Gonzaga and Haselton believe they have found the biological function of the emotion, inspiring countless clichs, songs and poems.
"Popular culture may mix romantic love up with sexual desire, but from an evolutionary perspective, romantic love fulfills a different function," said Gonzaga. "Love is a commitment device, which has evolved to make us identify and stick with a long-term mate long enough to raise a child."
— Amy Chen contributed to this story.
My Seeing Eye dog senses we are bent
on a long journey, long enough to keep us for a full day
chained to one seat on one plane.
She goes out of her mind with zeal,
like a child in the act of opening
the long-awaited present,
dream being realized,
and before I know it,
before we set out,
she has thrown all temperance to the dogs
and emptied to the drains
a bowl of water bubbling to the brim:
as though trafficking with powers
far above and beyond my ken;
and that’s the full extent of her innocence
and that’s the full limit of her association.
Then in despair I tear my hair,
or what is left of it,
less over what has passed
than over what is to come:
my guide through the world’s pitfalls and snares
the only guardian to whose care
I would commit my whole being,
she who empowers me to make myself at home
in the mightiest of cities
she who enables me to relish
the Big Apple to the fullest,
frees me of fear when at its beaches,
its parks, its avenues, and squares,
at its stations grand, small, and modest,
in office, store, restaurant, and classroom,
she who fills me with fearlessness
when down deep in its big belly,
among the terrible snakes of B.M.T.s and I.R.T.s lying still or running,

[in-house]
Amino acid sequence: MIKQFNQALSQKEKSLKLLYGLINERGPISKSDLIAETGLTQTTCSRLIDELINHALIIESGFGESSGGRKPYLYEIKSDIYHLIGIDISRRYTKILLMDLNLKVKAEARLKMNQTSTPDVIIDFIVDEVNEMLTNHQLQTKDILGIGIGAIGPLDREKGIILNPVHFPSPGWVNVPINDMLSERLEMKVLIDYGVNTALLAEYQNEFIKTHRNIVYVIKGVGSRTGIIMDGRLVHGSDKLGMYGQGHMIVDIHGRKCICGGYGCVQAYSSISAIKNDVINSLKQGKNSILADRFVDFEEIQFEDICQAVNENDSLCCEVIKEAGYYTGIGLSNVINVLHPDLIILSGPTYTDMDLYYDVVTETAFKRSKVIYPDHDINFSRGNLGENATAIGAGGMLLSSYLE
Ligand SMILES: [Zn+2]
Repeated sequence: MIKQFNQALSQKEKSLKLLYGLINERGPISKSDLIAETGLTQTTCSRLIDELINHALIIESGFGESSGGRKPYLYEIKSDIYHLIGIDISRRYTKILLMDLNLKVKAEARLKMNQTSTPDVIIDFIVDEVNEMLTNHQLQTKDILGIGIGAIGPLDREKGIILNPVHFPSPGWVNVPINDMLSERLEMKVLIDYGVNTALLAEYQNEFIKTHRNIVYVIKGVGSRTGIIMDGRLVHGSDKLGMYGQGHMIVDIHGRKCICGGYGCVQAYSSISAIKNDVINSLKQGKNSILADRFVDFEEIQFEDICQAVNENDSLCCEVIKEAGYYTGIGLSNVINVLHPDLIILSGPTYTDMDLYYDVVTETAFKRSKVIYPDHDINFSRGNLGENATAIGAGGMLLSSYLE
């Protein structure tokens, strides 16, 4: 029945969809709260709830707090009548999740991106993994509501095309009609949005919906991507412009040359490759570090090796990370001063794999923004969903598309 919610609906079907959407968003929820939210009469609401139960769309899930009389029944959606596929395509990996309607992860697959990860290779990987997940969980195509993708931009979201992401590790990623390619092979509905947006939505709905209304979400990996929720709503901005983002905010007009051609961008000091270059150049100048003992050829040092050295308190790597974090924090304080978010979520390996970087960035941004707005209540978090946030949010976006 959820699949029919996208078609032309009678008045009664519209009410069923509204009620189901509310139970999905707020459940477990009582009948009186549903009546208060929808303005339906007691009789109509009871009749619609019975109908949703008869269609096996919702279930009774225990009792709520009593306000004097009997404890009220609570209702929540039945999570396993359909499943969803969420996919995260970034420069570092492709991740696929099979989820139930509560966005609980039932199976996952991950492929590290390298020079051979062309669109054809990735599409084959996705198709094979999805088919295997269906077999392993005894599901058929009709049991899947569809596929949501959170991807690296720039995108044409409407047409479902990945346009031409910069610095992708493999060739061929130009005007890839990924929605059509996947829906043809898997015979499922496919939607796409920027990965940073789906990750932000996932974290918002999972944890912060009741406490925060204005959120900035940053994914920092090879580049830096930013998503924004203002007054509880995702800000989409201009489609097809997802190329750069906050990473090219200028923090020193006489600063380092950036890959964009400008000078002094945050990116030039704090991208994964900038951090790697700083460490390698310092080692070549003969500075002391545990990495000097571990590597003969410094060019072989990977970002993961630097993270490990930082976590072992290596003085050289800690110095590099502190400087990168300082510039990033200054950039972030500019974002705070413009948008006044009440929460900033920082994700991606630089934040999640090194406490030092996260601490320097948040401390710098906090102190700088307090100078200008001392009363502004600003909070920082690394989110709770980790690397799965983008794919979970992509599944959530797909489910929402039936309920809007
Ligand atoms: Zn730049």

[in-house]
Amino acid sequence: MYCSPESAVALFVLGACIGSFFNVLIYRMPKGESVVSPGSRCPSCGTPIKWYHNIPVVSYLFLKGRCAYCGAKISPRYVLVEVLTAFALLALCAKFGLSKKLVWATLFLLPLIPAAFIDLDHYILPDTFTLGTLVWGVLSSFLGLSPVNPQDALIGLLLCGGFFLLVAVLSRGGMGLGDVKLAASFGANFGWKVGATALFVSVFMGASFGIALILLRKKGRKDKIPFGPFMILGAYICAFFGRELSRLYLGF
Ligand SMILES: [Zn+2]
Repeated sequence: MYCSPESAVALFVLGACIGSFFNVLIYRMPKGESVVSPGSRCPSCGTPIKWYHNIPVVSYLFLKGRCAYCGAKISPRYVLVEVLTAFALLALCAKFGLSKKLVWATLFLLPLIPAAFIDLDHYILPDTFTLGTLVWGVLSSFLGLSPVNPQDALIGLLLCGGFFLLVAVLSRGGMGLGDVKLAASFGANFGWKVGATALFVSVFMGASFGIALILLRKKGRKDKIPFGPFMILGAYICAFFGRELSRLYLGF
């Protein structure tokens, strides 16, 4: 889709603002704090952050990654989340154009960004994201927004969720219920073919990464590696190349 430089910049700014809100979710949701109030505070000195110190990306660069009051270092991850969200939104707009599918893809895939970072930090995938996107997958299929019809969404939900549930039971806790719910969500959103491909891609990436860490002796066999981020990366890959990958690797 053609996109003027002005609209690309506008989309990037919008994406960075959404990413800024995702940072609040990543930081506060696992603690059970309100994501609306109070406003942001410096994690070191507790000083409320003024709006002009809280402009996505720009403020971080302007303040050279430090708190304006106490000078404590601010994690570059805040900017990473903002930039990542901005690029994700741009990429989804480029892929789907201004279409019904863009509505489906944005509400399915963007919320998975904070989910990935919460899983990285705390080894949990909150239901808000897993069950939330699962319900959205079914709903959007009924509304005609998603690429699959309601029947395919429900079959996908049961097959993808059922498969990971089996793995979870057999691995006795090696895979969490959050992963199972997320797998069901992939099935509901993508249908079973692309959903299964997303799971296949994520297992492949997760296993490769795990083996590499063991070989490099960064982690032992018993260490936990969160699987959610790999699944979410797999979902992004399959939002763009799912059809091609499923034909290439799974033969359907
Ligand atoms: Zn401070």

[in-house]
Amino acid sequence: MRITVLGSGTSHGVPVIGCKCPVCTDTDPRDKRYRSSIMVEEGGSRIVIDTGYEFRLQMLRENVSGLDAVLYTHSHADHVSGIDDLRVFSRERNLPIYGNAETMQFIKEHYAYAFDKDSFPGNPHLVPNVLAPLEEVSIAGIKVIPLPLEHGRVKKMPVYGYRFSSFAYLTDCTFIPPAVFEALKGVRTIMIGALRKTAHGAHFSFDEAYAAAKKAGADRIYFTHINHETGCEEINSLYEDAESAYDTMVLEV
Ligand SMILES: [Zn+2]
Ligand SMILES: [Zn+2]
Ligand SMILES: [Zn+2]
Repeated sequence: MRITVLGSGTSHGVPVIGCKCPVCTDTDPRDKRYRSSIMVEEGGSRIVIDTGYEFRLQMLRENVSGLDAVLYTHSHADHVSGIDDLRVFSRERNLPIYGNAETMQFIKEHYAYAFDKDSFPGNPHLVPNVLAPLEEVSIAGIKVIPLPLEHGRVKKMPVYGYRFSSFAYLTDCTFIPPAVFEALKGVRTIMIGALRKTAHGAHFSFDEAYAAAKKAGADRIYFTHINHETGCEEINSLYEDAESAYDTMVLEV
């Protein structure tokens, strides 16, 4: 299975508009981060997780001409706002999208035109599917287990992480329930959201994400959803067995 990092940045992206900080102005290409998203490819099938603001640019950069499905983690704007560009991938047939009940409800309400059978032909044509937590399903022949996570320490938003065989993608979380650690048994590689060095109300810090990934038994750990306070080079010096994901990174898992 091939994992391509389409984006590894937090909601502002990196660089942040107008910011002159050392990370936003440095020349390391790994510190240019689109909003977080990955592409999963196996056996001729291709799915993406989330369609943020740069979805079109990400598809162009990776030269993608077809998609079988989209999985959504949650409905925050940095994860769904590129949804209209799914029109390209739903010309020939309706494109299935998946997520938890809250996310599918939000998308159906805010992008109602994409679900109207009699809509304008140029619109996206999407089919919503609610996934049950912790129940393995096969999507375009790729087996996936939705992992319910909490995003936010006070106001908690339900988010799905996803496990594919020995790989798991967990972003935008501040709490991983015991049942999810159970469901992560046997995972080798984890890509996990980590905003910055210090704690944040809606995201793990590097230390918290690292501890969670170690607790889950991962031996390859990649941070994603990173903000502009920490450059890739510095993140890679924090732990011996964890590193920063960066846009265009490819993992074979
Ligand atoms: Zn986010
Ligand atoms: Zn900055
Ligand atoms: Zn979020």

not far from the treacherous serpent
disguised as the Third Rail.
She knows all,
and yet this angel,
this guardian angel,
can see no farther after all
than those who designed the feathered arrow
and took time off to rest,
and watched a dream the fall of albatross,
or than those who engender,
just to gaze spellbound,
that device, wondrous and beastly,
which travels far and fast
to bust the kidneys and bladders of continence.
Both she and they are cause-conscious,
in their calculations and traffickings
except when the shrewd inventors
are in the custody of cup or bottle:
Then in all fairness they do hold an edge,
a decisive edge over her,
for they can tell, she can’t I think,
the compelling if serpentine link
between first blush and crucial kiss,
between, pardon the impropriety, guzzle and piss—
the kind of chain least on a Seeing Eye’s mind.
Reja-e Busailah was born in Jerusalem and now lives in Indiana, U.S. He has been totally blind since infancy, from before the end of his first year. He has published poems in a variety of little magazines on different subjects. This poem is from a collection of poems, Poems Out of Sight, which he hopes to publish in the near future. Reja-e also in the process of having a memoir about his childhood published within the next few months.
Tags: blind, guide dog, Poetry, travel